Denver, CO (KDVR) -- The Colorado Supreme Court on Tuesday ordered the Boulder County Clerk and Recorder to stop issuing marriage licenses to same-sex couples.

The order came because the Supreme Court has decided to take up the case on or before October of this year.

Boulder County has been issuing marriage licenses to same-sex couples since the 10th Circuit Court of Appeals in Denver found that a Utah gay marriage ban was unconstitutional. Clerk and Recorder Hillary Hall decided the ruling gave her legal clearance to start issuing the licenses.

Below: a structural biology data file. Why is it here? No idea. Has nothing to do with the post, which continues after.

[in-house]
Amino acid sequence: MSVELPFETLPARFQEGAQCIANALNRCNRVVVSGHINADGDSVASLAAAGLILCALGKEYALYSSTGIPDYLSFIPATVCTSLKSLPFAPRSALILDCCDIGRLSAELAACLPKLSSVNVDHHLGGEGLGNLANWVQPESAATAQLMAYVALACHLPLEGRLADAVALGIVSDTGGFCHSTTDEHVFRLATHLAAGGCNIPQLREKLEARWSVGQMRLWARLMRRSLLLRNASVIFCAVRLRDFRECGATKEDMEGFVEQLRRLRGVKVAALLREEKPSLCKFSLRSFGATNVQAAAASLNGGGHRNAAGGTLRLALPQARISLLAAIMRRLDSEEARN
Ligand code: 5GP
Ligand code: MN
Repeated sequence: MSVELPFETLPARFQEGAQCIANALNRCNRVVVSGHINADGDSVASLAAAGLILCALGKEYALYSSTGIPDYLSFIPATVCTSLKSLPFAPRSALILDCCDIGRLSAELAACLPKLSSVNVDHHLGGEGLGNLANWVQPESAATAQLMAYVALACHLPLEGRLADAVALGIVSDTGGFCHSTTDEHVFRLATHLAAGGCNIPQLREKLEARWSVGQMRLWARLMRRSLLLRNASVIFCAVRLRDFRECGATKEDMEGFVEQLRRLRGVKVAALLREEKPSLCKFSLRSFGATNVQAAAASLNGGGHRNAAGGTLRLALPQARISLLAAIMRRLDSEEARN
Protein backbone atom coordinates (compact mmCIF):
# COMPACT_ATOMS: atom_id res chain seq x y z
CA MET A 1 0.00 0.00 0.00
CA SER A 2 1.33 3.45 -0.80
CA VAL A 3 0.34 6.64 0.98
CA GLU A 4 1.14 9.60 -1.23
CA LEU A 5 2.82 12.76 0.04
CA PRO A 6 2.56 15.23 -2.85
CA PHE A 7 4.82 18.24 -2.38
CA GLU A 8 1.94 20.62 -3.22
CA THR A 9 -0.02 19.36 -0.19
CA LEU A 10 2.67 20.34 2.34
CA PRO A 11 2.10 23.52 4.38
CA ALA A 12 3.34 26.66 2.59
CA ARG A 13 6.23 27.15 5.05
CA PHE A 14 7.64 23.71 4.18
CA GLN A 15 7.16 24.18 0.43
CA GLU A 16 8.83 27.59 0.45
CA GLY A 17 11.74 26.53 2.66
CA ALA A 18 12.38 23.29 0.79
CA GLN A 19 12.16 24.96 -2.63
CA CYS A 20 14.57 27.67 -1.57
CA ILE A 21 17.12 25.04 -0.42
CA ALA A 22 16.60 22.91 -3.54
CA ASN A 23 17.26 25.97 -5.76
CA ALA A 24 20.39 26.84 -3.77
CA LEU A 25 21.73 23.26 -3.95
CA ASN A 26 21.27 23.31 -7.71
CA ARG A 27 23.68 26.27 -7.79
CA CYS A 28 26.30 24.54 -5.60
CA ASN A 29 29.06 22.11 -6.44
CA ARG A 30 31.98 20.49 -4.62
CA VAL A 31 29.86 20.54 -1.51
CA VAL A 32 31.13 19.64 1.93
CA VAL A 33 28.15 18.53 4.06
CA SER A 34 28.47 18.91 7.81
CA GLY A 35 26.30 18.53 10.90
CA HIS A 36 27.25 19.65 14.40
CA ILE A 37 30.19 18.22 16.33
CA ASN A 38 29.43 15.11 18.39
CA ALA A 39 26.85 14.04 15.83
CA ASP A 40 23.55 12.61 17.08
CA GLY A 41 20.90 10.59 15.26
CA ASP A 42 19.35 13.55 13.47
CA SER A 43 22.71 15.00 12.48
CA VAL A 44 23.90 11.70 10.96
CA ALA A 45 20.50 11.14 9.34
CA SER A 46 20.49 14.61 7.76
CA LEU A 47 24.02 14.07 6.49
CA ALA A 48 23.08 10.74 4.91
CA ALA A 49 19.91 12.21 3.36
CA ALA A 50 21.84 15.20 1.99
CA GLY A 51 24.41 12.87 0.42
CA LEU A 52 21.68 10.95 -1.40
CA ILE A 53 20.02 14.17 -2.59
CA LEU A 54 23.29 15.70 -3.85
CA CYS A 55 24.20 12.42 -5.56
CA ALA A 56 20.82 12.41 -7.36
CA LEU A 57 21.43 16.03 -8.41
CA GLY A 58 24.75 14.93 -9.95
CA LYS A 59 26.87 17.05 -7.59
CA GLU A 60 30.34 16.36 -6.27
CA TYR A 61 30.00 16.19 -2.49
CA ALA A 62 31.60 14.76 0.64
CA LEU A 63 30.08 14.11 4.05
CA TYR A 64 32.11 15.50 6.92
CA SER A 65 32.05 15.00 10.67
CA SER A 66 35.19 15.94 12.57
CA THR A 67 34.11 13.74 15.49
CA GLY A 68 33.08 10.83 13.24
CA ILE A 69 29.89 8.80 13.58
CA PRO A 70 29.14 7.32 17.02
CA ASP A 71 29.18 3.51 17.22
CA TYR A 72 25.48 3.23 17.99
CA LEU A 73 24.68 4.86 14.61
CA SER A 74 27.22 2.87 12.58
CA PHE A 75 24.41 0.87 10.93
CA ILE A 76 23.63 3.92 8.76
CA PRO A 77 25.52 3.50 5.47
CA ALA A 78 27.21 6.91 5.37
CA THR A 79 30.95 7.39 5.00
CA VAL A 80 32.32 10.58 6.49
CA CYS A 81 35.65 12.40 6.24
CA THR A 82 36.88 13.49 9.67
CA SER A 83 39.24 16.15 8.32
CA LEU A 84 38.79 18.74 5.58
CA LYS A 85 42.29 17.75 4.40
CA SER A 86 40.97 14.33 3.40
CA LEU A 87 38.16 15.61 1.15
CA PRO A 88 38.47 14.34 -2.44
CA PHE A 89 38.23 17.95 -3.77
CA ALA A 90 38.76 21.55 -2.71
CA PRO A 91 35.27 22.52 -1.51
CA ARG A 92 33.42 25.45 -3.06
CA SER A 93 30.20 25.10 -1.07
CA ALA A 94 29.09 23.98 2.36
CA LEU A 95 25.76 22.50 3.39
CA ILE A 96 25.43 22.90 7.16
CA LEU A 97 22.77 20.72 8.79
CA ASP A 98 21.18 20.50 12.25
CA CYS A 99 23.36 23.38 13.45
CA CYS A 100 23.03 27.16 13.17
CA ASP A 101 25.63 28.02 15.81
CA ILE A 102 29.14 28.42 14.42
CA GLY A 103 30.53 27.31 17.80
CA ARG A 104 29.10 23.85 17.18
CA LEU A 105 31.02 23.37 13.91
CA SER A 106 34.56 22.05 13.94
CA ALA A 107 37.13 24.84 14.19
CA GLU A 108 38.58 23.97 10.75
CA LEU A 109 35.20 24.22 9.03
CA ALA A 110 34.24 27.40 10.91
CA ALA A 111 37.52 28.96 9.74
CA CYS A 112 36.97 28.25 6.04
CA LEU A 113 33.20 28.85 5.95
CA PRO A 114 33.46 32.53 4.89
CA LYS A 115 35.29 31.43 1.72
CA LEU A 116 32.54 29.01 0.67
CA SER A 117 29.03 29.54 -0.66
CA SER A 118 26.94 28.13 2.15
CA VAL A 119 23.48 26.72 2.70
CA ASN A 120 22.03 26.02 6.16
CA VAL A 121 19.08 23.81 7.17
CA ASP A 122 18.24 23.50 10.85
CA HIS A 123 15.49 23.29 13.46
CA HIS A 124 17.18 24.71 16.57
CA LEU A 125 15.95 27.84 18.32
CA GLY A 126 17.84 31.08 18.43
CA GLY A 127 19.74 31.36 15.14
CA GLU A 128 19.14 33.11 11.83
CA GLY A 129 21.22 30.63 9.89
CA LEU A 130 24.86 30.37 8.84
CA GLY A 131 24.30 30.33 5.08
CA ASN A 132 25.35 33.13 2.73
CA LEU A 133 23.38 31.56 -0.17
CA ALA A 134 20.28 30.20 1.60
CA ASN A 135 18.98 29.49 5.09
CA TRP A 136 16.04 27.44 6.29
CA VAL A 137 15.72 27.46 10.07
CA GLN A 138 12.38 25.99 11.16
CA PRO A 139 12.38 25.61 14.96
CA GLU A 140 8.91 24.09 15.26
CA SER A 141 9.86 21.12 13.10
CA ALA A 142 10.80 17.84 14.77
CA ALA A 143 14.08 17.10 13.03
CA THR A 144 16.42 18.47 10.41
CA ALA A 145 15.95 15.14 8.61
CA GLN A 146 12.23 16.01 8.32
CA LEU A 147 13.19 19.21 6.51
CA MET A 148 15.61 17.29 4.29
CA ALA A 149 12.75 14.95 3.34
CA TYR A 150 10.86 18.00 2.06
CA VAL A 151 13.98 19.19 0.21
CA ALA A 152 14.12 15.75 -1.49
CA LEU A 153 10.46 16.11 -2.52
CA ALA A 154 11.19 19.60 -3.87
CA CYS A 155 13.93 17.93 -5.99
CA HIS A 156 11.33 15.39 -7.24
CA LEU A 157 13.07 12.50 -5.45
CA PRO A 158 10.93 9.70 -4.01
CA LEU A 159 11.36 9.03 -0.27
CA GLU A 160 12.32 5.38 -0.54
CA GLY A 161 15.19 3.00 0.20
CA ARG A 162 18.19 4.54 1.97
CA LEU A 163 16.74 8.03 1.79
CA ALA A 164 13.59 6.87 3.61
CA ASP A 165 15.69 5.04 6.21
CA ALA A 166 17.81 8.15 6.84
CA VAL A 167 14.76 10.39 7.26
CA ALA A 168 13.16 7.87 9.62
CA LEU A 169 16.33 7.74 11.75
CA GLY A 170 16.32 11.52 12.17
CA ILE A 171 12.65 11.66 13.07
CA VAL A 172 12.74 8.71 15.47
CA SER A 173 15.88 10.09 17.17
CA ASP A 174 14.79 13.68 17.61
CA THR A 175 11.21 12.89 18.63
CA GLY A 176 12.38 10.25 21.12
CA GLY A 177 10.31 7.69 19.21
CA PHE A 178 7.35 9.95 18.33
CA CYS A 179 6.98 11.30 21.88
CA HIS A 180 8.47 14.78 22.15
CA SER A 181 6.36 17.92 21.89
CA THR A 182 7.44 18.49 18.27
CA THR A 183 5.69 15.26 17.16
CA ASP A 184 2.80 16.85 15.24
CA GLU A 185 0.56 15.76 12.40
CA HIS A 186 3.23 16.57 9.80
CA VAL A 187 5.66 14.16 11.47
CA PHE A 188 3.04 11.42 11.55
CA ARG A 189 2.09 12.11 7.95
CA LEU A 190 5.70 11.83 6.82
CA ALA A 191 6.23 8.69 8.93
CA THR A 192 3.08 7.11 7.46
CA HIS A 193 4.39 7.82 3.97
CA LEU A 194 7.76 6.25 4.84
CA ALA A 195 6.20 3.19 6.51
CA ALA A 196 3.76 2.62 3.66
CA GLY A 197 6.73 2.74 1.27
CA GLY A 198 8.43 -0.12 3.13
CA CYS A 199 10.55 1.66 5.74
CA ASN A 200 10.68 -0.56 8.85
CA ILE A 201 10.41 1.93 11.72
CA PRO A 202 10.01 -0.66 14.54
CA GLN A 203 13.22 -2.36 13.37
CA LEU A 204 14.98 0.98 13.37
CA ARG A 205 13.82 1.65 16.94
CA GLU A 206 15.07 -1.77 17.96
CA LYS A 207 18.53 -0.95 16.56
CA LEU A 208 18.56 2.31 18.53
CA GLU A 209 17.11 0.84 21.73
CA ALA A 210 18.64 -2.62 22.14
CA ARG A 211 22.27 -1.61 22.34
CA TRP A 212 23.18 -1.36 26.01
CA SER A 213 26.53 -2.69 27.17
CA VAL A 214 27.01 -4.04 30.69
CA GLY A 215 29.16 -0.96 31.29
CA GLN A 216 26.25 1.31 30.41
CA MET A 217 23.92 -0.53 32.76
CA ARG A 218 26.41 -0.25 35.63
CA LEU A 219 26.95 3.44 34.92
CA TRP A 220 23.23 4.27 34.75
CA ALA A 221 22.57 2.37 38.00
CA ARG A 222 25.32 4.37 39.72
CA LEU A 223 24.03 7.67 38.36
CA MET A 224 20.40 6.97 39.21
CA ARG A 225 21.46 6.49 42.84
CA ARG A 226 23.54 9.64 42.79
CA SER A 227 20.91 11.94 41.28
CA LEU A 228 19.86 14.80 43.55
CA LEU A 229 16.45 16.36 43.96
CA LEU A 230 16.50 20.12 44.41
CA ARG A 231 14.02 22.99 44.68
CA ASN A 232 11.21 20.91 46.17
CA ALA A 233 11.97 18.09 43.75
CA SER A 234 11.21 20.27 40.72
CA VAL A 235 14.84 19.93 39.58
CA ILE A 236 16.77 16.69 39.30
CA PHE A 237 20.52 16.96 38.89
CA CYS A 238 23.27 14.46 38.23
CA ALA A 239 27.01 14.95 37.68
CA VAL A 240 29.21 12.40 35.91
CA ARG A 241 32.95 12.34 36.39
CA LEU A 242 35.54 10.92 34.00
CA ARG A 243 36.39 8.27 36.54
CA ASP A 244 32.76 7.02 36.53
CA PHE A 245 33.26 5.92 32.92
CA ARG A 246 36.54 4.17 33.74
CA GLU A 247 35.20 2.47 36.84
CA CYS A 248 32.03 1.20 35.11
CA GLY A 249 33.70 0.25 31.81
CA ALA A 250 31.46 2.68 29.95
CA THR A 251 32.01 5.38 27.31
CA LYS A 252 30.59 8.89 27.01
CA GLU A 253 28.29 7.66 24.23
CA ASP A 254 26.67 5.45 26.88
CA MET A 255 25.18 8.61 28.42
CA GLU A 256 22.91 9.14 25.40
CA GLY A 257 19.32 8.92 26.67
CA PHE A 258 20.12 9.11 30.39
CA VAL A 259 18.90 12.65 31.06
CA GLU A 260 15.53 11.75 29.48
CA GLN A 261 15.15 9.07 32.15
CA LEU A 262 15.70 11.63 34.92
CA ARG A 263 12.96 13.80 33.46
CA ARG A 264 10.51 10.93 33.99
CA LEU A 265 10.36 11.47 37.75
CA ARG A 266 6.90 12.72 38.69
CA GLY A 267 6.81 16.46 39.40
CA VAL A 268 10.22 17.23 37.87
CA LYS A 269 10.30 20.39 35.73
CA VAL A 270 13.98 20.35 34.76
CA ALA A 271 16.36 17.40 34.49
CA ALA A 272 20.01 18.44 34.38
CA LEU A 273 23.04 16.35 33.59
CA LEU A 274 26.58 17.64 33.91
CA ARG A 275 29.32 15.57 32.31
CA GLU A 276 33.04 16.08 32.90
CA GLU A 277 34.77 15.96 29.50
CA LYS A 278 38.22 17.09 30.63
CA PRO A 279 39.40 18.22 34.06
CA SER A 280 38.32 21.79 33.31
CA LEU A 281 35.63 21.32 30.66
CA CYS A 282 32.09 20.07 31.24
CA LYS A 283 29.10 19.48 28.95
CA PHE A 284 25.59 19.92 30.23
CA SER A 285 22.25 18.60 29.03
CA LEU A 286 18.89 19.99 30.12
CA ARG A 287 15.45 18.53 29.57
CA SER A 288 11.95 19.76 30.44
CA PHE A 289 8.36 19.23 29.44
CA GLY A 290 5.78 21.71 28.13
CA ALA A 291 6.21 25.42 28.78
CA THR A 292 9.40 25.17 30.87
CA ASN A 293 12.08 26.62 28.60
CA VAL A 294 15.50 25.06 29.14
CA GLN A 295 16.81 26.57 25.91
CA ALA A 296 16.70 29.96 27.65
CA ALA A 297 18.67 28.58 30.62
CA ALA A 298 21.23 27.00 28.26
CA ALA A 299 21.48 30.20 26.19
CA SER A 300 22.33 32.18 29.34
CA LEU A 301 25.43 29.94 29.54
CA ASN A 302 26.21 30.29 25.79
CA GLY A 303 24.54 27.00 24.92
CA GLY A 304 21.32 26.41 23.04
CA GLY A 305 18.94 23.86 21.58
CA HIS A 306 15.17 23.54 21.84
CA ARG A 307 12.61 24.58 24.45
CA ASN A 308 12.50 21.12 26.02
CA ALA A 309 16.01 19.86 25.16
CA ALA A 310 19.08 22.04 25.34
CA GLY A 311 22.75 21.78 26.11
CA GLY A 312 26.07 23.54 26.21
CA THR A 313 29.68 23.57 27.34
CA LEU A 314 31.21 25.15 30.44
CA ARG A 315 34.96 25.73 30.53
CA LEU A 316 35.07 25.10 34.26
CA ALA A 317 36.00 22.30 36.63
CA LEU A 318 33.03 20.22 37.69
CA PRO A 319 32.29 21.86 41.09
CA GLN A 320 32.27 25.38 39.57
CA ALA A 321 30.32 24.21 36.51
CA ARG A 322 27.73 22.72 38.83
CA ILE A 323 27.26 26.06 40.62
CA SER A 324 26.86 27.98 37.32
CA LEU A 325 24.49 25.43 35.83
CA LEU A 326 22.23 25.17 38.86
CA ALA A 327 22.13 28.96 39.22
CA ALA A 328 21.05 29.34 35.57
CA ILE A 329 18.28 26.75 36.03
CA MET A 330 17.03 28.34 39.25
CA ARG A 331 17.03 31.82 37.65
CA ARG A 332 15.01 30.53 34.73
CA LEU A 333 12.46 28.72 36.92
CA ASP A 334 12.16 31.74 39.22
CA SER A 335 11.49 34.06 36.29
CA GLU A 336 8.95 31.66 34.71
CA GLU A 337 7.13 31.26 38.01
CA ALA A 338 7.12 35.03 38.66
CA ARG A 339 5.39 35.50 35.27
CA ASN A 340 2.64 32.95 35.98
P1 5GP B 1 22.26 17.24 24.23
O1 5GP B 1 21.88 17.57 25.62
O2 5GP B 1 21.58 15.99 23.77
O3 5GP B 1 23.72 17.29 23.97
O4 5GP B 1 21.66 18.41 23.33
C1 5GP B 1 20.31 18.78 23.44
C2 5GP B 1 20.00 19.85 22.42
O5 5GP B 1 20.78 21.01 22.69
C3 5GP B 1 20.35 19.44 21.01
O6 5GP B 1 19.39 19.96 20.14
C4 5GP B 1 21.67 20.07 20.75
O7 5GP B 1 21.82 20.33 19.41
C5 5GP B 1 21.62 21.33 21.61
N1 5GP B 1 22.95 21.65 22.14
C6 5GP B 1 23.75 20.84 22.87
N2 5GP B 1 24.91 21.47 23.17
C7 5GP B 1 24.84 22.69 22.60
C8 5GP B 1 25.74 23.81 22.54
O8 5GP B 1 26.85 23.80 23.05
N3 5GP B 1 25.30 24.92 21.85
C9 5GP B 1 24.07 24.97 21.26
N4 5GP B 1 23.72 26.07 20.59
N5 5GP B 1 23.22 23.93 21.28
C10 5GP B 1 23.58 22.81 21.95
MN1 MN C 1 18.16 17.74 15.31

Colorado's Attorney General John Suthers has been fighting in court with Hall to stop the county from issuing licenses to gay and lesbian couples.

Up until now Hall had been winning the legal battle. Both a Boulder County judge and a Colorado court of appeals denied Suther's requests.

Yesterday he took the issue to the state Supreme Court saying there has been "statewide confusion and legal chaos revolving around same-sex marriage in Colorado."

So far 202 same-sex marriage licenses have been issued in Boulder County.

"I am disappointed by the Colorado Supreme Court's stay, but I will comply with the order," Hall said in a statement. "Given the avalanche of recent cases determining that same-sex marriage bans are unconstitutional, I am hopeful the stay will be short-lived and that we will be able to resume issuing licenses soon."